The new age of automation


As digitisation of the workplace gathers pace, business leaders must promote the learning of softer skills if employees are to thrive in the face of volatile markets and intensifying competition, writes Séamus Nevin…

A study by Bank of England chief economist Andy Haldane in which he assesses the impact of new technologies on the UK labour market has predicted that over the next 20 years 15 million jobs are at risk of being lost to automation.

The Bank’s study is just the latest in a long line of similarly harrowing forecasts by leading academics and institutions. Technological advances have always altered the nature of business and employment. As new forms of work are added, the skills of some workers are inevitably made obsolete. Throughout history, this process of creative destruction has generated enormous wealth, but it has also led to difficult disruptions.

While technological change has always occurred, two trends set recent innovations apart. First, previous job-replacing technological change has been confined to tasks that were predominantly physical and/or repetitive – the kinds of jobs that a machine with relatively simple software can easily replace. Recently, however, computers have begun substituting for complex cognitive skills. The set of human tasks machines can feasibly automate has extended beyond those routine ‘blue-collar’ clerical roles to include formerly secure, ‘white-collar’ professional jobs. In essence, the next wave of labour-saving technology looks to be replacing human brains rather than human brawn.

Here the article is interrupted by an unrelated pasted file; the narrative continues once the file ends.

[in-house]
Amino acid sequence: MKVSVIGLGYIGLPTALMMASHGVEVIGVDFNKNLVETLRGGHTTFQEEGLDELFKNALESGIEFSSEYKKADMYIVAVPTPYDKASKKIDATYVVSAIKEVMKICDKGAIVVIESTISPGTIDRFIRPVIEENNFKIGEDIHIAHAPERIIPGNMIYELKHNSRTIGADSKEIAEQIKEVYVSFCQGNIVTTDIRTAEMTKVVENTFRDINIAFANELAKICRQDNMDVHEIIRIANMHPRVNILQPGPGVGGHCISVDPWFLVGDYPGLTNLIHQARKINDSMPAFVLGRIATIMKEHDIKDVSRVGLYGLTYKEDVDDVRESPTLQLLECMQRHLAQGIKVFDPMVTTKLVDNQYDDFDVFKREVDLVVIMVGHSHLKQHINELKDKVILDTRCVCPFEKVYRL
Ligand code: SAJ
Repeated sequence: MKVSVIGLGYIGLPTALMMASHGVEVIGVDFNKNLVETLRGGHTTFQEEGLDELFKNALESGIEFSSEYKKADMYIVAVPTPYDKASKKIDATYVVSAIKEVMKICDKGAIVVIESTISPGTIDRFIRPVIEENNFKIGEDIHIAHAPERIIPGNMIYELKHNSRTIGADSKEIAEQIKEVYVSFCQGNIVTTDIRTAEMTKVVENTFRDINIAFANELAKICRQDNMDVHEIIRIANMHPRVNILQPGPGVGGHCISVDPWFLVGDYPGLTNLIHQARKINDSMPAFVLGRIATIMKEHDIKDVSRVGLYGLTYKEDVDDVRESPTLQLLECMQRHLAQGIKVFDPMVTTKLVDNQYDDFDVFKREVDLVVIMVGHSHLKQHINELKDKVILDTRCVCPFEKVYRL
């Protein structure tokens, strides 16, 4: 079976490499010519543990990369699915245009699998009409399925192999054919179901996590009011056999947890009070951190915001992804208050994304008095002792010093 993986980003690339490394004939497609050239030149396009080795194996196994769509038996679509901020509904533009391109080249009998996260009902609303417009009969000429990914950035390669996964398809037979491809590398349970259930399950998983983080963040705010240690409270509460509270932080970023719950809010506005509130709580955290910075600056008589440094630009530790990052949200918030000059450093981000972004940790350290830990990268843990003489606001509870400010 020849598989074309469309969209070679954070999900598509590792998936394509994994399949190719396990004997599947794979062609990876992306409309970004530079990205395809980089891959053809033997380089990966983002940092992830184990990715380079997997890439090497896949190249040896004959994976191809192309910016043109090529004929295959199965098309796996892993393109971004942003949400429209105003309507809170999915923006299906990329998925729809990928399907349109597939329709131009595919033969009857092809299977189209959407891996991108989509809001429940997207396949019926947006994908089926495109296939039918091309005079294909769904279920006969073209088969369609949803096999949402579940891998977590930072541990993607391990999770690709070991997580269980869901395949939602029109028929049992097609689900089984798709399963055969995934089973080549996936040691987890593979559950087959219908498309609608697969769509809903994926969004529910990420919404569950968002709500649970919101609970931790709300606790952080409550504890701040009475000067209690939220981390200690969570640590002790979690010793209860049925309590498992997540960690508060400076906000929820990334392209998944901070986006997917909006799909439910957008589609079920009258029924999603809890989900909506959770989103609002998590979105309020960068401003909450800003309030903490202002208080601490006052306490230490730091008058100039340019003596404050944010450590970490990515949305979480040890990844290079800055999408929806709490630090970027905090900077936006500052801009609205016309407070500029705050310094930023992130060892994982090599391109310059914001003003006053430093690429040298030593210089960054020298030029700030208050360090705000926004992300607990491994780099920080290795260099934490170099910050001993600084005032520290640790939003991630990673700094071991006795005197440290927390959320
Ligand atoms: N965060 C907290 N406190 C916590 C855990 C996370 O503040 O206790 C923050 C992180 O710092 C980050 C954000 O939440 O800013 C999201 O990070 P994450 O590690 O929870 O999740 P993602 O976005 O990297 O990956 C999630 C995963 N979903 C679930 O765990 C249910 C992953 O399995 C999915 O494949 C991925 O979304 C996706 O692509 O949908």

The second trend is the sheer speed of recent technological change. Moore’s Law, the observation made in 1965 by Intel co-founder Gordon Moore that the rate of growth in computer processing power will accelerate by around twice its speed every two years, has been markedly accurate, indicating that not only is this change happening fast but its pace is likely to increase exponentially for the foreseeable future.